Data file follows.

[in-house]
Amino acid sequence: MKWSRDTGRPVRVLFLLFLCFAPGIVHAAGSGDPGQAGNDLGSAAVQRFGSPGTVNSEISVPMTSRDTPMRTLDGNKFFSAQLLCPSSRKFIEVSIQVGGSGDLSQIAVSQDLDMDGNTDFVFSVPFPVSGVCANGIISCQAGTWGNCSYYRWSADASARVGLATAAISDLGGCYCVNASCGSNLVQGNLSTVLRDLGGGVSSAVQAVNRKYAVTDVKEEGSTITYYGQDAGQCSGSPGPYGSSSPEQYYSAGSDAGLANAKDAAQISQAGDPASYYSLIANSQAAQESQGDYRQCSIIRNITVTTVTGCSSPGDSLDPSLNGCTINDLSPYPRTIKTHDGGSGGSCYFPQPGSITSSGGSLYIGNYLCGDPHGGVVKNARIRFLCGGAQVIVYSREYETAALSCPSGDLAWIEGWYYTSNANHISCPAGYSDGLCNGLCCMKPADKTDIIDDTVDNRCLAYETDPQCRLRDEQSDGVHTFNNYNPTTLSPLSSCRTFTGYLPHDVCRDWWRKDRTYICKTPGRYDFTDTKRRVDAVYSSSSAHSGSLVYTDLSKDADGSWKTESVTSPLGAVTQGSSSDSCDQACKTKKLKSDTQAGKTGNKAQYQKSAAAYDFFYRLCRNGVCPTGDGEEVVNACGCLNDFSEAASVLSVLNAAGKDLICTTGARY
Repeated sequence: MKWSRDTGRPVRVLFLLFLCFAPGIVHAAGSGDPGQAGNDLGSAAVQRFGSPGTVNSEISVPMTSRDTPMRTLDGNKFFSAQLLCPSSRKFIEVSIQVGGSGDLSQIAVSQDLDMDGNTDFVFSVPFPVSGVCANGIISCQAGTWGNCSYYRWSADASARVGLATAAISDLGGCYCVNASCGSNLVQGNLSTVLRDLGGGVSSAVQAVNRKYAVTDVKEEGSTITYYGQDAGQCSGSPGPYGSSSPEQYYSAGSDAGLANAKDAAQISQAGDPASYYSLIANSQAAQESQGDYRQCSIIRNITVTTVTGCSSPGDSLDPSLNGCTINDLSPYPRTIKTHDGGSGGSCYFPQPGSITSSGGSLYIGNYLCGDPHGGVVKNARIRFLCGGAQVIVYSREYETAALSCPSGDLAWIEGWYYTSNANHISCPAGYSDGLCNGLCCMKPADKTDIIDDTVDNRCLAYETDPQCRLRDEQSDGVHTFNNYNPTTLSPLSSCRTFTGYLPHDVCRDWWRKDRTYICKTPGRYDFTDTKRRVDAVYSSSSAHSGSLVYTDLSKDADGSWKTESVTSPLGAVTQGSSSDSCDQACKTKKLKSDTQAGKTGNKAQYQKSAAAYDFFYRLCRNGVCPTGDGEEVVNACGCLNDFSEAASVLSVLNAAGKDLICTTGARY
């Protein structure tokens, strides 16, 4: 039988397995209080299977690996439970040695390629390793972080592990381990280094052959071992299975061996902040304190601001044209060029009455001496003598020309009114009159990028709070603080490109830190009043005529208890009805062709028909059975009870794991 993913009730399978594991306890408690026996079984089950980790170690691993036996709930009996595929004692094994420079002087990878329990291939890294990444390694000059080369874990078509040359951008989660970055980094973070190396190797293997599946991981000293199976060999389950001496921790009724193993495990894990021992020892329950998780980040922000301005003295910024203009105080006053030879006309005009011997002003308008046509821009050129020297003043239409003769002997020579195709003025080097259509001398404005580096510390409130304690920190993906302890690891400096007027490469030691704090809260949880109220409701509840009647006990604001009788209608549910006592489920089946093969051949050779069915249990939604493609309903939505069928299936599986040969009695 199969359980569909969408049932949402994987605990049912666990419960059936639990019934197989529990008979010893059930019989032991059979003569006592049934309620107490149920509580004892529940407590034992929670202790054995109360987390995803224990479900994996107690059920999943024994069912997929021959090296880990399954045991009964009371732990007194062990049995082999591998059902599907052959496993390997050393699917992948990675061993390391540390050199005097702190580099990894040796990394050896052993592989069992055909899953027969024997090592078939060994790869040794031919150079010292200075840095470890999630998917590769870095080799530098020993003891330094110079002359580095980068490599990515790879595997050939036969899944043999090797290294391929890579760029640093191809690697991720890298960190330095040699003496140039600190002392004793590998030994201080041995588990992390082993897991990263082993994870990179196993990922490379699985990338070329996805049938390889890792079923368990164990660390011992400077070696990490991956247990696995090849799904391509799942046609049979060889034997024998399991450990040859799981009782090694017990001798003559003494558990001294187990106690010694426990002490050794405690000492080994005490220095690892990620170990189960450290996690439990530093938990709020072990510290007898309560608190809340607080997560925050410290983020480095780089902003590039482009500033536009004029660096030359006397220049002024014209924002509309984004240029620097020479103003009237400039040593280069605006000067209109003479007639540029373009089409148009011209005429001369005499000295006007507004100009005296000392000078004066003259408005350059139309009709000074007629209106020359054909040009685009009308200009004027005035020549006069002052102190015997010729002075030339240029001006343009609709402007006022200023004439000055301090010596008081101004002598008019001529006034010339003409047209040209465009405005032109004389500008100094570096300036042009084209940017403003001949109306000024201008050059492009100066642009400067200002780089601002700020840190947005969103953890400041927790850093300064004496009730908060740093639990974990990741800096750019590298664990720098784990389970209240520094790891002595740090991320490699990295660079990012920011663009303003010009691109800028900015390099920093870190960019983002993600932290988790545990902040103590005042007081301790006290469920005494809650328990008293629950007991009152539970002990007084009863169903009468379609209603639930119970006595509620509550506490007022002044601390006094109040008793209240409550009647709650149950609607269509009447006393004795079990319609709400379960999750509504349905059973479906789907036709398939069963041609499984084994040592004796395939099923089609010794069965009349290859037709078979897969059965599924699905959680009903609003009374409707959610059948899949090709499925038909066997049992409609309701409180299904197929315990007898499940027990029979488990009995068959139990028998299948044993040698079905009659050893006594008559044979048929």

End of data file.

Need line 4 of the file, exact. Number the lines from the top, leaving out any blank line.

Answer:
């Protein structure tokens, strides 16, 4: 039988397995209080299977690996439970040695390629390793972080592990381990280094052959071992299975061996902040304190601001044209060029009455001496003598020309009114009159990028709070603080490109830190009043005529208890009805062709028909059975009870794991 993913009730399978594991306890408690026996079984089950980790170690691993036996709930009996595929004692094994420079002087990878329990291939890294990444390694000059080369874990078509040359951008989660970055980094973070190396190797293997599946991981000293199976060999389950001496921790009724193993495990894990021992020892329950998780980040922000301005003295910024203009105080006053030879006309005009011997002003308008046509821009050129020297003043239409003769002997020579195709003025080097259509001398404005580096510390409130304690920190993906302890690891400096007027490469030691704090809260949880109220409701509840009647006990604001009788209608549910006592489920089946093969051949050779069915249990939604493609309903939505069928299936599986040969009695 199969359980569909969408049932949402994987605990049912666990419960059936639990019934197989529990008979010893059930019989032991059979003569006592049934309620107490149920509580004892529940407590034992929670202790054995109360987390995803224990479900994996107690059920999943024994069912997929021959090296880990399954045991009964009371732990007194062990049995082999591998059902599907052959496993390997050393699917992948990675061993390391540390050199005097702190580099990894040796990394050896052993592989069992055909899953027969024997090592078939060994790869040794031919150079010292200075840095470890999630998917590769870095080799530098020993003891330094110079002359580095980068490599990515790879595997050939036969899944043999090797290294391929890579760029640093191809690697991720890298960190330095040699003496140039600190002392004793590998030994201080041995588990992390082993897991990263082993994870990179196993990922490379699985990338070329996805049938390889890792079923368990164990660390011992400077070696990490991956247990696995090849799904391509799942046609049979060889034997024998399991450990040859799981009782090694017990001798003559003494558990001294187990106690010694426990002490050794405690000492080994005490220095690892990620170990189960450290996690439990530093938990709020072990510290007898309560608190809340607080997560925050410290983020480095780089902003590039482009500033536009004029660096030359006397220049002024014209924002509309984004240029620097020479103003009237400039040593280069605006000067209109003479007639540029373009089409148009011209005429001369005499000295006007507004100009005296000392000078004066003259408005350059139309009709000074007629209106020359054909040009685009009308200009004027005035020549006069002052102190015997010729002075030339240029001006343009609709402007006022200023004439000055301090010596008081101004002598008019001529006034010339003409047209040209465009405005032109004389500008100094570096300036042009084209940017403003001949109306000024201008050059492009100066642009400067200002780089601002700020840190947005969103953890400041927790850093300064004496009730908060740093639990974990990741800096750019590298664990720098784990389970209240520094790891002595740090991320490699990295660079990012920011663009303003010009691109800028900015390099920093870190960019983002993600932290988790545990902040103590005042007081301790006290469920005494809650328990008293629950007991009152539970002990007084009863169903009468379609209603639930119970006595509620509550506490007022002044601390006094109040008793209240409550009647709650149950609607269509009447006393004795079990319609709400379960999750509504349905059973479906789907036709398939069963041609499984084994040592004796395939099923089609010794069965009349290859037709078979897969059965599924699905959680009903609003009374409707959610059948899949090709499925038909066997049992409609309701409180299904197929315990007898499940027990029979488990009995068959139990028998299948044993040698079905009659050893006594008559044979048929």